Tarun is an entrepreneur, academic, and acclaimed writer who is working at the intersection of technological advancement, innovation, global growth, security, and public policy. He regularly writes for Forbes, and his work has appeared in The Economist, The Wall Street Journal, Dow Jones Marketwatch, The Washington Post, Digital-Life-Design, and many other prestigious journals. He is currently a Visiting Instructor at Carnegie Mellon University’s College of Engineering, and was previously co-Founder and COO of AIC Chile, a private innovation lab that creates technologies aiming to alleviate poverty (acquired in 2016). He worked to commercialize the breakthrough Plasma Water Sanitation System (PWSS), a sanitation technology that is currently providing at-risk communities across Latin America with clean drinking water.
Tarun’s anticipated new book, Identified: The Digital Transformation of Who We Are, which explores the global rise of digital identification systems, will be out in the Fall of 2018. It analyzes the technologies that governments and companies use to see who we are — things such as national identification systems, biometrics, and online identity. He tracks these systems over time to see how they are changing governments, social norms, and the lives of people all around the world.
One of Tarun’s most exciting ventures is Day One Insights, a strategy and advisory firm he founded around technological convergence, corporate reinvention, and social impact. This work focuses on trends that are overturning established industries; developments in cyber-security, privacy, and surveillance; and the impact of technological advancements on legal systems and societal institutions. All of this cutting-edge research has provided opportunities to partner with several of the most talked about companies in the world and influence leadership decision-making that is transforming these organizations.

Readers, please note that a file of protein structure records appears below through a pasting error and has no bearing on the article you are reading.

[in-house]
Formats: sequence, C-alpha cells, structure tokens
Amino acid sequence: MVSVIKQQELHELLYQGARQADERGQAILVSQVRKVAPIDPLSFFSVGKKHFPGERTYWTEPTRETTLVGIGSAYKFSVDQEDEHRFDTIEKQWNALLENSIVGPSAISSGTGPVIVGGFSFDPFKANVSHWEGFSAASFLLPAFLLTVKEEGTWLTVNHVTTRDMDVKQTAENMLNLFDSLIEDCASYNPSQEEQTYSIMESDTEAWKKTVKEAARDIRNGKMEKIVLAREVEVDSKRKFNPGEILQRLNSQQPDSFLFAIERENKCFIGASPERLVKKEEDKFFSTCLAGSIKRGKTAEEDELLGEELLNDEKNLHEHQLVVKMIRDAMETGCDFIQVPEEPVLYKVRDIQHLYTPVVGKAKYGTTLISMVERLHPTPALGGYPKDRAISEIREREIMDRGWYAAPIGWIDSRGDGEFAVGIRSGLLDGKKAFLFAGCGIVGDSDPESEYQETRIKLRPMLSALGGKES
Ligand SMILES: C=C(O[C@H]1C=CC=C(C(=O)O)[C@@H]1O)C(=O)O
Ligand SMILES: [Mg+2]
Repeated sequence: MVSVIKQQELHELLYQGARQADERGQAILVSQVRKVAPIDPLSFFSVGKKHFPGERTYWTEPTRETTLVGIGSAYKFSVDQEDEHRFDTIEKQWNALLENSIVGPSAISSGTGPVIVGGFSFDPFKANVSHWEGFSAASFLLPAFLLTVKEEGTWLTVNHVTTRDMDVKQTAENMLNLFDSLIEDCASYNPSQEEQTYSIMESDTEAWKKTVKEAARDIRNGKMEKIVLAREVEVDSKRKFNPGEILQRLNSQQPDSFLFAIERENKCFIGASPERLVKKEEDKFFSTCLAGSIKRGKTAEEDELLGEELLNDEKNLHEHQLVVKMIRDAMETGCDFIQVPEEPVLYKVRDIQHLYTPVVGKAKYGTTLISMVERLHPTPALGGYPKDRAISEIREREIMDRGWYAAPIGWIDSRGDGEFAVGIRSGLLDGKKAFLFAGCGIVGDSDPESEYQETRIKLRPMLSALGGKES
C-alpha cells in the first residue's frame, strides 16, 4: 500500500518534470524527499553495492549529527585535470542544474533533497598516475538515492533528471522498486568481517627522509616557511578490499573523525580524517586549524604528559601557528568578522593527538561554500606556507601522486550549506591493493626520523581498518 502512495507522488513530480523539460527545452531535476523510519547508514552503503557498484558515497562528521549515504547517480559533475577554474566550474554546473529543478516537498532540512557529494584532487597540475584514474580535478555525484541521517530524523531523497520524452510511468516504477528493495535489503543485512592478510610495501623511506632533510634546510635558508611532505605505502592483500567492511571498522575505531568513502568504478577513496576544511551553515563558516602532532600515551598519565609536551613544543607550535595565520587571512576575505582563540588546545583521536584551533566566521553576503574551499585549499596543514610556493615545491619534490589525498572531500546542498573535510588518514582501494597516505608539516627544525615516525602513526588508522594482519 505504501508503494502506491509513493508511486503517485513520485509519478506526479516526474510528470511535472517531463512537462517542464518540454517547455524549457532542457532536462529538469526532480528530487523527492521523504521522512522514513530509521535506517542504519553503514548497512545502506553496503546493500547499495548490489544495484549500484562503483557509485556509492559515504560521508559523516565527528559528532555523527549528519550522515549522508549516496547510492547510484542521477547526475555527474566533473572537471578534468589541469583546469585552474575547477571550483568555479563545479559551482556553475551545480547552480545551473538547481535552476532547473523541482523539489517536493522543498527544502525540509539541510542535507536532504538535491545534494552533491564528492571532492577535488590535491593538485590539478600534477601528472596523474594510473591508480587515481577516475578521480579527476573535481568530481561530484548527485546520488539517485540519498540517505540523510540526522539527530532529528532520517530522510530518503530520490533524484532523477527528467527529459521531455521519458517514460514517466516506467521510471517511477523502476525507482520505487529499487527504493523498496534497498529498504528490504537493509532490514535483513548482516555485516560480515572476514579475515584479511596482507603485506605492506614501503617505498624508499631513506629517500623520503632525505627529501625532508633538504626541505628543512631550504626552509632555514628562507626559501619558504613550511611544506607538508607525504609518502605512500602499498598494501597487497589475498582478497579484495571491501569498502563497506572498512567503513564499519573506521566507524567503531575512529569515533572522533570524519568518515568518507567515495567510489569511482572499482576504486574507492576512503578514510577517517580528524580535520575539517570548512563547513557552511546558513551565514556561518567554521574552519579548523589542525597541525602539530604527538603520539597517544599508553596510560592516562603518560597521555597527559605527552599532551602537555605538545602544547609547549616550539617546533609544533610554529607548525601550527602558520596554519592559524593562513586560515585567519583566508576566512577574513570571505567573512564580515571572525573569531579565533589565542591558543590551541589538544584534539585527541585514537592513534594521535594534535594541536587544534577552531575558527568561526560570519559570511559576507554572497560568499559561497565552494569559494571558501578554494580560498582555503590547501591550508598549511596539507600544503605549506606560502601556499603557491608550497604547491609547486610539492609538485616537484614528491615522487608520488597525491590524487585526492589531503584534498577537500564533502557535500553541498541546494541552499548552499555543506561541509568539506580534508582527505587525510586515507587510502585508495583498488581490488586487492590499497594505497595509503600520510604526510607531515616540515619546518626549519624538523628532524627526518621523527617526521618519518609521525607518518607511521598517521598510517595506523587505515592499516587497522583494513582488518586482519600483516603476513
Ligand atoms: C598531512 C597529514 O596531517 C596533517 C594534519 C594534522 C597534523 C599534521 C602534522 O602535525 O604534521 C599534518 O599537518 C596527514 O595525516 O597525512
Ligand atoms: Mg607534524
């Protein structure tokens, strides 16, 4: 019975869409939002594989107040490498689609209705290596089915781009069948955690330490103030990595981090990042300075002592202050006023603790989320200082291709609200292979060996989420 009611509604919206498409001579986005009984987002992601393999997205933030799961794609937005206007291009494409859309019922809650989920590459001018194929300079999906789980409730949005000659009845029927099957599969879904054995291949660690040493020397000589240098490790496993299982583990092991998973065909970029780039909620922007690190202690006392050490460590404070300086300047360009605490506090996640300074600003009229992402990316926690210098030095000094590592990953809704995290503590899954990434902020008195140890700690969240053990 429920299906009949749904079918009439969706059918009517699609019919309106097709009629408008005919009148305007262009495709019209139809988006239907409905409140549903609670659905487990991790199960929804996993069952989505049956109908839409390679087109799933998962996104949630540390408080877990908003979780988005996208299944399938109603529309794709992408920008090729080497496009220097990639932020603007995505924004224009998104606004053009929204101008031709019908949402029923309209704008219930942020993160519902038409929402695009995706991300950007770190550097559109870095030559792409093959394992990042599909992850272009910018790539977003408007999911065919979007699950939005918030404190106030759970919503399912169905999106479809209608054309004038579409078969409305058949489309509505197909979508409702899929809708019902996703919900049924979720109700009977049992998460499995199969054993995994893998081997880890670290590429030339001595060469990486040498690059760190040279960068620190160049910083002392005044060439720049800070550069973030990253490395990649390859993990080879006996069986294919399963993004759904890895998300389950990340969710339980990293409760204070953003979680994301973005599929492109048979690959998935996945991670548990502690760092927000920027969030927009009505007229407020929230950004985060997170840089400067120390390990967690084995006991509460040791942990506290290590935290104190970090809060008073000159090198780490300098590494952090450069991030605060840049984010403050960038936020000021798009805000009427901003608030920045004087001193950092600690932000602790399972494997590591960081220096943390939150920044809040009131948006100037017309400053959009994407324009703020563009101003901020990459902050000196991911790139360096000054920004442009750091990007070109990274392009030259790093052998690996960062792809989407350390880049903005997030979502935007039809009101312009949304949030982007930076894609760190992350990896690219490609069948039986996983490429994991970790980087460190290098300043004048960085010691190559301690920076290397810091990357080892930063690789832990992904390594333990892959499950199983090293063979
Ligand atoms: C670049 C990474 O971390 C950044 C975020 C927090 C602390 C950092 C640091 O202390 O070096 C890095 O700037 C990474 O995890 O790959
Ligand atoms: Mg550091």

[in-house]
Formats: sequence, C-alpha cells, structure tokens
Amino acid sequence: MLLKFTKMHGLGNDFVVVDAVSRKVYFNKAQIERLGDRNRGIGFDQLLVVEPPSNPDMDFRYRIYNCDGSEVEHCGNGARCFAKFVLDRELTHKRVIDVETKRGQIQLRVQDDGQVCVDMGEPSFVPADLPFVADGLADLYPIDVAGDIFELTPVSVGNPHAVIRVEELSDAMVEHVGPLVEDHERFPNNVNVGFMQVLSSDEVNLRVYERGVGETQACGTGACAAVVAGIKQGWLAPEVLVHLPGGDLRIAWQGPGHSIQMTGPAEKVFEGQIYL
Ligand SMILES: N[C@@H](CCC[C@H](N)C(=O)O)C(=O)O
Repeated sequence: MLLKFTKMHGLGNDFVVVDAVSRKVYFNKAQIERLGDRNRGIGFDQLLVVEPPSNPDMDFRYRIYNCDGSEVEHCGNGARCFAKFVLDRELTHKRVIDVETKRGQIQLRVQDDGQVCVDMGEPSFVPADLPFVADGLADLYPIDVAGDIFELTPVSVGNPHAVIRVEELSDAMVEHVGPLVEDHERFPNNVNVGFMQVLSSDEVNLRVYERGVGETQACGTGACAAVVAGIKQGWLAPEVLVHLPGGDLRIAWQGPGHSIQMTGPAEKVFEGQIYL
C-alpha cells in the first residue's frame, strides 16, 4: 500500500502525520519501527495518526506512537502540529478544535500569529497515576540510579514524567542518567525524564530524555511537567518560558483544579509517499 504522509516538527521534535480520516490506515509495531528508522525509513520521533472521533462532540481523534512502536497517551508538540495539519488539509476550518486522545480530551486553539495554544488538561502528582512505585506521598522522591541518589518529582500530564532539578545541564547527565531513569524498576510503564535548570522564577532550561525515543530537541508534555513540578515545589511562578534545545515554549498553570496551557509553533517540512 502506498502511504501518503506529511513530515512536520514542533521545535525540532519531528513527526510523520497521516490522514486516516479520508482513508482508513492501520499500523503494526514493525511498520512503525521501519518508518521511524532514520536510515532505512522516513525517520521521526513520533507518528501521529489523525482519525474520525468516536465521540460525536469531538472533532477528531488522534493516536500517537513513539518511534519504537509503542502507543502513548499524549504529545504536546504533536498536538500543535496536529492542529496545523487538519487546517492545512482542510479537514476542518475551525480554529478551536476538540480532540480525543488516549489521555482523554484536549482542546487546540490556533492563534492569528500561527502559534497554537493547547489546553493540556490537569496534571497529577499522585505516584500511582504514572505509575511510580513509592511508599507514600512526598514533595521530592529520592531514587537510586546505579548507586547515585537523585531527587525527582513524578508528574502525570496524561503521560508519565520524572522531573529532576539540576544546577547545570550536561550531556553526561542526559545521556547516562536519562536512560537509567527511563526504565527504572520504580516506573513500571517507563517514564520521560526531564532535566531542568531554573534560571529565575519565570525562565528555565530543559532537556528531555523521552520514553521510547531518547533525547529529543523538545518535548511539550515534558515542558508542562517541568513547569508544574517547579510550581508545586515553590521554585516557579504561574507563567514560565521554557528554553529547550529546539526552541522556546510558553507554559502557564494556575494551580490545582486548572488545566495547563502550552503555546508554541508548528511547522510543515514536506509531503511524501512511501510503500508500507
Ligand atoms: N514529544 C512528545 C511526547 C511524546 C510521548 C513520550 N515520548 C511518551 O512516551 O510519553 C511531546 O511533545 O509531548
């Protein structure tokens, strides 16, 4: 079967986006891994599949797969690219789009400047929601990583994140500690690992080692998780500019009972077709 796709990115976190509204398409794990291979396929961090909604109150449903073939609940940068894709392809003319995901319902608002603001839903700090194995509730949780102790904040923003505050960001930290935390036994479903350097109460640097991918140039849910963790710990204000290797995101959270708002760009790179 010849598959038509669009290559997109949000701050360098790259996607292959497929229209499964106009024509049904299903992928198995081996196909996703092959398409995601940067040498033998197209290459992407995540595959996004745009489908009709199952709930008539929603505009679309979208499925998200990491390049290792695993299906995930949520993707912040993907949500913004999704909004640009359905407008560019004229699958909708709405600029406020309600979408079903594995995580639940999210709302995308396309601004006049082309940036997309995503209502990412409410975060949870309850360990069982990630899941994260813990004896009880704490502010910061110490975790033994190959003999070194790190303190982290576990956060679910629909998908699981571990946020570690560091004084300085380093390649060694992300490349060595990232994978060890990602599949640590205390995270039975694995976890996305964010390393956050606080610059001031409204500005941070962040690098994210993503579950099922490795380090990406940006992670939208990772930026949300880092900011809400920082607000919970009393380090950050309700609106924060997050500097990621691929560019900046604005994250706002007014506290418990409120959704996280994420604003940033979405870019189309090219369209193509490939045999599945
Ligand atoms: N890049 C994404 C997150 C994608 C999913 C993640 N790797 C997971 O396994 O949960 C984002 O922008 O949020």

We live in the most innovative and interesting time in history, with unprecedented opportunities and resources becoming widely available. While economists and politicians argue amongst themselves about whether progress has come to a halt, scientists, designers, and entrepreneurs are building the future one advancement at a time. Nearly every field and part of life is going to experience a massive technology-enabled transformation over the next two decades, for better or worse.
This change is coming due to technologies advancing exponentially. For more than 100 years, the processing power of computers has doubled every 18 months. Now it has come to the point at which our smartphones are more powerful than yesterday’s supercomputers were. Faster computers are now being used to design faster computers; and computers and the information technology that they enable are absorbing other fields.